Copyright Act updates will create a more equitable and fair copyright regime in Canada.
What the music industry is experiencing with artificial intelligence is yet another disruptive technological shift affecting the daily lives of Canadian music creators.
While the ever-changing conversation on AI is important, we cannot lose sight of the needed amendments to the Copyright Act that can be enacted immediately, which are market based and require no additional funding from government. These overdue updates to the Act will not only allow for a more technologically neutral copyright regime, but will also level the playing field for thousands of Canadian creators now and into the future.
Budget 2024 is the next opportunity for our Canadian government to create a more equitable and fair Copyright Act to safeguard the livelihoods of Canadian music creators.
Music creators are pressing the Government of Canada to update the Copyright Act now to:
1. Amend the definition of “sound recording” in the Copyright Act to address its unfair exclusion of performers and record labels/makers from performance royalties from television, film, video-streaming platforms, and other audio-visual content.
Currently, Canadian performers and record labels don’t get paid performance royalties when their sound recording is used in a television show, movie, video-streaming platform, or other audio-visual content. By amending the definition of sound recording, Canadian music creators will be fairly and equitably compensated when a sound recording is performed in movies, television, and other audio-visual content.
2. Eliminate the “temporary” $1.25-million exemption for commercial radio stations instituted in 1997—a subsidy for commercial radio at the direct expense of music rights holders.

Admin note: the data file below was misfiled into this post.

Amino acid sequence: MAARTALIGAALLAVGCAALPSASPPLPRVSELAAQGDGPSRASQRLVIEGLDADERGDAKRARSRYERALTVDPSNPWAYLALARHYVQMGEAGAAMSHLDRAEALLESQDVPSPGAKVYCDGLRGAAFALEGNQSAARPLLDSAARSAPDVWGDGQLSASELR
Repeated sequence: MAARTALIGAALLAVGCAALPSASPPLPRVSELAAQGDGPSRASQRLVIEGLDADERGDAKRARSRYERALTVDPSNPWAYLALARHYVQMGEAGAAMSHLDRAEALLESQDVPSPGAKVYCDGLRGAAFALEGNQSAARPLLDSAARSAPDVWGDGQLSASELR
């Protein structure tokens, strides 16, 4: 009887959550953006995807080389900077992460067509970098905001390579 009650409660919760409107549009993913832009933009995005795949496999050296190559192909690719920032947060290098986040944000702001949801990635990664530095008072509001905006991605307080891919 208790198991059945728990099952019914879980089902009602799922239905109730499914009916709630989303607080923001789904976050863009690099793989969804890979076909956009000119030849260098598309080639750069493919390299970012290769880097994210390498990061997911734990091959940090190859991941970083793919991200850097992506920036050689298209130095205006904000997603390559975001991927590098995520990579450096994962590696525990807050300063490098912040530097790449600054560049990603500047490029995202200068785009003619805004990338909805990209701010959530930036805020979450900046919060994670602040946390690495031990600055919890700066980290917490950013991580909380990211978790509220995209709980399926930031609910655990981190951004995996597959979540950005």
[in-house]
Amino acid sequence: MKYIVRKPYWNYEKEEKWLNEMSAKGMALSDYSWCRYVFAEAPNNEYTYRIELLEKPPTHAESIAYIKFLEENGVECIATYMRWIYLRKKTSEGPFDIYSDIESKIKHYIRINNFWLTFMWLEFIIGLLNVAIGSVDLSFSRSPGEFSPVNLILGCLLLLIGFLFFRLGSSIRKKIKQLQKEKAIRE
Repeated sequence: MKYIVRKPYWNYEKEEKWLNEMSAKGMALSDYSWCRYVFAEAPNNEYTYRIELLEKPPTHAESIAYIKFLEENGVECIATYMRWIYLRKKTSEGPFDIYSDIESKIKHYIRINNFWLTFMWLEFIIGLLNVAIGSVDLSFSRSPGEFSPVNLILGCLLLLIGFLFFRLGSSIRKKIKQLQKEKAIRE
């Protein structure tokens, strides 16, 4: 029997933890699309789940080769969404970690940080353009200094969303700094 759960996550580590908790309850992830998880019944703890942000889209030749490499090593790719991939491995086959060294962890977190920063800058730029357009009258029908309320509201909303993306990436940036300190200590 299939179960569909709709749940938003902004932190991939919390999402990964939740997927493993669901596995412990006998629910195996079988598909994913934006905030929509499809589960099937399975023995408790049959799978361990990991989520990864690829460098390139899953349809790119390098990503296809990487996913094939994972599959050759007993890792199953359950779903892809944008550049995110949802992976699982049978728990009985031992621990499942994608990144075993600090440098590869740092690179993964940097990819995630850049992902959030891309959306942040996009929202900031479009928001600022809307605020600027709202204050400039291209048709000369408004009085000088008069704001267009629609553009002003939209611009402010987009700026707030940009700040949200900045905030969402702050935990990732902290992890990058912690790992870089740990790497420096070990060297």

A special and transitional $1.25-million exemption was created in 1997 to provide temporary relief for commercial radio. Twenty-five years later, this subsidy still exists, despite radio industry consolidations and extraordinary profits over this time. This loophole continues to be exploited at the expense of music creators.
The unfair exemption must be removed from the Canadian Copyright Act so radio stations can fairly compensate Canadian performers and makers for their work.
3. Update the private copying regime to make it technologically neutral.
The Copyright Act has not been updated to consider how Canadians listen to and copy music today. Despite the prevalence of streaming, there are almost six billion tracks of music currently stored on Canadians’ phones and tablets. Re:Sound continues to support the Canadian Private Copying Collective’s efforts to seek a technologically neutral private copying regime that ensures rights-holders are paid for copies of their work.
All three amendments are market-based solutions that will greatly improve the lives of Canadian music creators and require no additional funding from taxpayers. Canada has already fallen behind more than 40 countries that have these rights entrenched for their creators. We must remain competitive and enact these amendments to ensure that our music creators are on an equal playing field at home and abroad.
With these amendments, we can provide a solid foundation for future legislation that will keep Canada’s music industry sustainable and thriving for generations to come.
Lou Raganin is the CEO and president of Re:Sound, and Florence Khoriaty is a Canadian recording artist and Re:Sound board member.
View this article at the Hill Times here.